First off, YES, Migrating to the cloud will require to some extent to make your code more portable, more flexible as it may be valuable to design your application into smaller concise services. That is of course in order to take full advantage of the platforms and of the various services. You may need to re-architect your application to decentralize projects into smaller more independent sub projects (or Modules) to take advantage of API services or Logic Services (Also called Lambda Functions in AWS). This would ensure scalability offering and would ensure that your cost of scaling your application would be proportioned to the services that used them. So, architecture and development was one place where you needed to modify your application.

Second, not only, you will need to review your architecture, but you also will need to learn about the various services offered. Personally, I found that the list of services was overwhelming at first.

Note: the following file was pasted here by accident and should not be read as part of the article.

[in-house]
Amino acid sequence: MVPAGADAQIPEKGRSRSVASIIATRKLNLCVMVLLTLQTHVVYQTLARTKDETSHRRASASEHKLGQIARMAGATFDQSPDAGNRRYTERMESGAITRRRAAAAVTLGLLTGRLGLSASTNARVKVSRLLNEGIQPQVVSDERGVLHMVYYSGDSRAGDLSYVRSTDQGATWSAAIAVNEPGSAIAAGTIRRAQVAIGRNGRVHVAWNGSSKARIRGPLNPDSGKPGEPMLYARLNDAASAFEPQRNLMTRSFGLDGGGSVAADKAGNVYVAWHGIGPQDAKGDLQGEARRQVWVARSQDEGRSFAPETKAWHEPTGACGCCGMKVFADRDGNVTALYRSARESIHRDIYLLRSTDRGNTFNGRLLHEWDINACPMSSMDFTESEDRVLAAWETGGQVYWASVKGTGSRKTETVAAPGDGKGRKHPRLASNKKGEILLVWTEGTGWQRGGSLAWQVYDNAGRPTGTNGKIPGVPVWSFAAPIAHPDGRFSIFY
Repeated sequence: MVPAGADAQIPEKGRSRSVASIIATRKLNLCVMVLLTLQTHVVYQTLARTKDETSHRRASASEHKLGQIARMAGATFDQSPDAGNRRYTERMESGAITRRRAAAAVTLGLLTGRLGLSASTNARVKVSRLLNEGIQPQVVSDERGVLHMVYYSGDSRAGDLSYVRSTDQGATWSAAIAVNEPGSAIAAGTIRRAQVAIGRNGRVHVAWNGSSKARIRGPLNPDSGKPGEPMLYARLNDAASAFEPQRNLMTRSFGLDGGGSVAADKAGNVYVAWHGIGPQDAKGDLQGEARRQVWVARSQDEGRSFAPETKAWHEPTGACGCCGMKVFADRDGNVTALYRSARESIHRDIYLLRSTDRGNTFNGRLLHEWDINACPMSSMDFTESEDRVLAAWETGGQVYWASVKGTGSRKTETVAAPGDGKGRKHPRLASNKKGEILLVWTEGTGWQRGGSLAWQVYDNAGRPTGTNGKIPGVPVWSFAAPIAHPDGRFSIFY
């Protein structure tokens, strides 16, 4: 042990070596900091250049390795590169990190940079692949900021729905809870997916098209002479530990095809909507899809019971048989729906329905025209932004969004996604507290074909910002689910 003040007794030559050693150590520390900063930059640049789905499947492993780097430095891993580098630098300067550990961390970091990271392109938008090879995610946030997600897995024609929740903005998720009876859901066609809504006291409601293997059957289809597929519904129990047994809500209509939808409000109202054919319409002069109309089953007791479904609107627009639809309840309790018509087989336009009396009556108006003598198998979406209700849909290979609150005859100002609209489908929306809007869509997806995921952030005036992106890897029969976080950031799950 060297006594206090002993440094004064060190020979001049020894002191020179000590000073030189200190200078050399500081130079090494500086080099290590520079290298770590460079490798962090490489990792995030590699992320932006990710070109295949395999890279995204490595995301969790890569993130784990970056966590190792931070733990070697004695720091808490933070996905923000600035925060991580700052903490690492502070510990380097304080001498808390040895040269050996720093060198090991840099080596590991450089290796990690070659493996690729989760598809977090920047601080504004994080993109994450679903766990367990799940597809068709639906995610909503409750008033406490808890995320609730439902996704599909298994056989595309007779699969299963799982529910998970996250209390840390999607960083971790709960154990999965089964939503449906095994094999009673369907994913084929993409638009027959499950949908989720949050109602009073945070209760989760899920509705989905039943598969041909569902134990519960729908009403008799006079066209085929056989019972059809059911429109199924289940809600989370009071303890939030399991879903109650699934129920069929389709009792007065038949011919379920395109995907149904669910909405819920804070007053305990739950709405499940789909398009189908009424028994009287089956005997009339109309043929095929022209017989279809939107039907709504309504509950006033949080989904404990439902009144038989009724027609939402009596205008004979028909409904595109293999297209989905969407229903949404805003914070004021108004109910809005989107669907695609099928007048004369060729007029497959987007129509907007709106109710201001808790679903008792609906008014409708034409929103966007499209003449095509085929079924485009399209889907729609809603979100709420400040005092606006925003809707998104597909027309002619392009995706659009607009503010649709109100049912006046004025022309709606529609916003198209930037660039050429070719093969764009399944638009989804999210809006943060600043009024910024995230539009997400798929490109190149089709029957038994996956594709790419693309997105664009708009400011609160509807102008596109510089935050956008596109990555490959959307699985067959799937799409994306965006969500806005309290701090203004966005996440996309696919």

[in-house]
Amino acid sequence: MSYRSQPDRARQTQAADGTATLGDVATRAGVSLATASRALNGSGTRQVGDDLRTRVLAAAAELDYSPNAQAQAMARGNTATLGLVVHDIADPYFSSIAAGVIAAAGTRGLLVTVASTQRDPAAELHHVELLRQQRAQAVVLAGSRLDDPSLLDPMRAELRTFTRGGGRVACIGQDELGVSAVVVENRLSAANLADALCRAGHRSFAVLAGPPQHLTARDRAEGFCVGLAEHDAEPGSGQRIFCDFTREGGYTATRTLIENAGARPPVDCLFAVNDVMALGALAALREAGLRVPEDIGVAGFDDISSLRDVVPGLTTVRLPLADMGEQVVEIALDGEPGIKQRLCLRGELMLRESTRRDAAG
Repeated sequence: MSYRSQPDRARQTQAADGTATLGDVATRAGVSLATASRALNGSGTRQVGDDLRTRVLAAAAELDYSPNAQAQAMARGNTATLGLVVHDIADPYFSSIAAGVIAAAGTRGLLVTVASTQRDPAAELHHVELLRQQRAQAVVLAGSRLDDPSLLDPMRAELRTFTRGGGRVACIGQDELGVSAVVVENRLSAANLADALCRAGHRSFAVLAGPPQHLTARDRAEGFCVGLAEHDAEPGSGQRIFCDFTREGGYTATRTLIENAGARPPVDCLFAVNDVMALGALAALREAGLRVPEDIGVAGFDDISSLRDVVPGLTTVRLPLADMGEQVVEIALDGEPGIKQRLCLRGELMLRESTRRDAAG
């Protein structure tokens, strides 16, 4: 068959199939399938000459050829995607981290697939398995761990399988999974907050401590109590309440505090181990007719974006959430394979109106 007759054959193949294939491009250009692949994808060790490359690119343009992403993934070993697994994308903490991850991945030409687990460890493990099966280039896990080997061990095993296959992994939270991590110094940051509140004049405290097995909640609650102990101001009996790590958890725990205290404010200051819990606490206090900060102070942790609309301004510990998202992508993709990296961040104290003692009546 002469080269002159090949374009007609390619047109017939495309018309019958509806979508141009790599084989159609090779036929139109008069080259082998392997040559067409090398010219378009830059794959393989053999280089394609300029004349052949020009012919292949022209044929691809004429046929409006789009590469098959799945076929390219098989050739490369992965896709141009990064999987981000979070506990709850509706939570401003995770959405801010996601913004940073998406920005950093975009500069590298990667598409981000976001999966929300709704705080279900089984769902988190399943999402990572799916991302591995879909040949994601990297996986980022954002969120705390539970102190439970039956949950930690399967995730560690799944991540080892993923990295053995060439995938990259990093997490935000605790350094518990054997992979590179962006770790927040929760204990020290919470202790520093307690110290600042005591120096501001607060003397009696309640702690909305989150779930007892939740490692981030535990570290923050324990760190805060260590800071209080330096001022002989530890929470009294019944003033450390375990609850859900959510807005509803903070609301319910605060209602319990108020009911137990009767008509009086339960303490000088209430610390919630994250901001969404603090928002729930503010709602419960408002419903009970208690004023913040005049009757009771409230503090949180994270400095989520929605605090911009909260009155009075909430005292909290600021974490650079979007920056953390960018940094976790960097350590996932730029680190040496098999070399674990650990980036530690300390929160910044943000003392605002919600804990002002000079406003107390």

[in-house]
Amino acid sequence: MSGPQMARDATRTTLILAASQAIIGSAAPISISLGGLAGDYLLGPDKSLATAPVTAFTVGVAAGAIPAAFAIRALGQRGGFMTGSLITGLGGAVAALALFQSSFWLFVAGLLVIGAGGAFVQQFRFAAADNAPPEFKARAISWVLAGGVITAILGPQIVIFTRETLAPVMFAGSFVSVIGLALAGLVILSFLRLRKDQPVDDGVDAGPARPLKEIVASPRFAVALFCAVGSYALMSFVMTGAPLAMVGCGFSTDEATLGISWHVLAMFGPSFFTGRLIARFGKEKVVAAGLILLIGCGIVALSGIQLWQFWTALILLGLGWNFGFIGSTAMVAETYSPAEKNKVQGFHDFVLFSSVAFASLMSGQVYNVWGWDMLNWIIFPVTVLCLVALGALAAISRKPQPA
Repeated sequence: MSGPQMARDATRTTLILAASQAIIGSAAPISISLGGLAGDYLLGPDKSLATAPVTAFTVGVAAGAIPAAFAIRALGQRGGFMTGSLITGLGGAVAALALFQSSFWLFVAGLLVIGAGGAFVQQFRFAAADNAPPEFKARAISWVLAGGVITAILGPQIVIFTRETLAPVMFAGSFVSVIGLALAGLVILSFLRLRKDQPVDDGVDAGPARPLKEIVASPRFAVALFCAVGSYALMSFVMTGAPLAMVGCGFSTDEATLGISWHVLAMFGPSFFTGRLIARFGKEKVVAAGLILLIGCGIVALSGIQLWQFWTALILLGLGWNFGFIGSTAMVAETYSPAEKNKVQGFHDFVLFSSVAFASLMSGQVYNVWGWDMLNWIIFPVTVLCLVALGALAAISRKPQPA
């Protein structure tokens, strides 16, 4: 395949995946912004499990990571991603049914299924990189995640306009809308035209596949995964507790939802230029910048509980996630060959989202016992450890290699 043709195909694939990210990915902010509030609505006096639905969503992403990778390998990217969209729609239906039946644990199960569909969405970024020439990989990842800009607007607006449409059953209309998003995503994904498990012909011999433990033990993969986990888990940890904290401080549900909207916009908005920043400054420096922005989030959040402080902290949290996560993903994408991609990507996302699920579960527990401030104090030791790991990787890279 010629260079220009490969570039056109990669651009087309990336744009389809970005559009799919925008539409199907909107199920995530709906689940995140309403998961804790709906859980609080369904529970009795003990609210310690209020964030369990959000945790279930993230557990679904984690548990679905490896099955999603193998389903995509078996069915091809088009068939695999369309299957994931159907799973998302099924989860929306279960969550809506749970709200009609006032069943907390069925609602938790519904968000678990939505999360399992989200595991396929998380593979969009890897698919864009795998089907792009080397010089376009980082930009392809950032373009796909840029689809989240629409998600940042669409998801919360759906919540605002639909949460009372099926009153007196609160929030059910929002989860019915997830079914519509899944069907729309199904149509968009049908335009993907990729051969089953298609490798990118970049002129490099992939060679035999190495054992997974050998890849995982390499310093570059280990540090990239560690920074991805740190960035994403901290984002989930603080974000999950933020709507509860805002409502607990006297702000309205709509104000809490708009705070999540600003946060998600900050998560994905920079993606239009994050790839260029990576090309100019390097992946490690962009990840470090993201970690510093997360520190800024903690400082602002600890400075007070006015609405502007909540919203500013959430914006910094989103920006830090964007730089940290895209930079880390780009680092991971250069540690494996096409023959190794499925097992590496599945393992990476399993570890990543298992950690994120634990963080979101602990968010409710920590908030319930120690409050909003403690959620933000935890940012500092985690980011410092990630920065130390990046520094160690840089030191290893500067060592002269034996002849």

Let's put it this way, cloud providers have developed their services around very intensive software development projects, sometimes very complex application or application with very large datasets that required special computing powers, tools or mechanism to access the data in real time.
So, when your professional background has been to develop internal web applications for portals or small subset applications for businesses, it may be seen as difficult to absorb all of the new choices and services offered. But, with some determination and a few hours of videos or online chats with Cloud representatives, it all starts to make sense. Most services are great, easy to integrate and offers functionalities you never knew existed.

Third, I found it very interesting that Microsoft and Amazon built their portals very differently from one another. At first, both portals seemed pretty unintuitive, large and complicated. AWS tried to list all their services into one page making it very hard to read.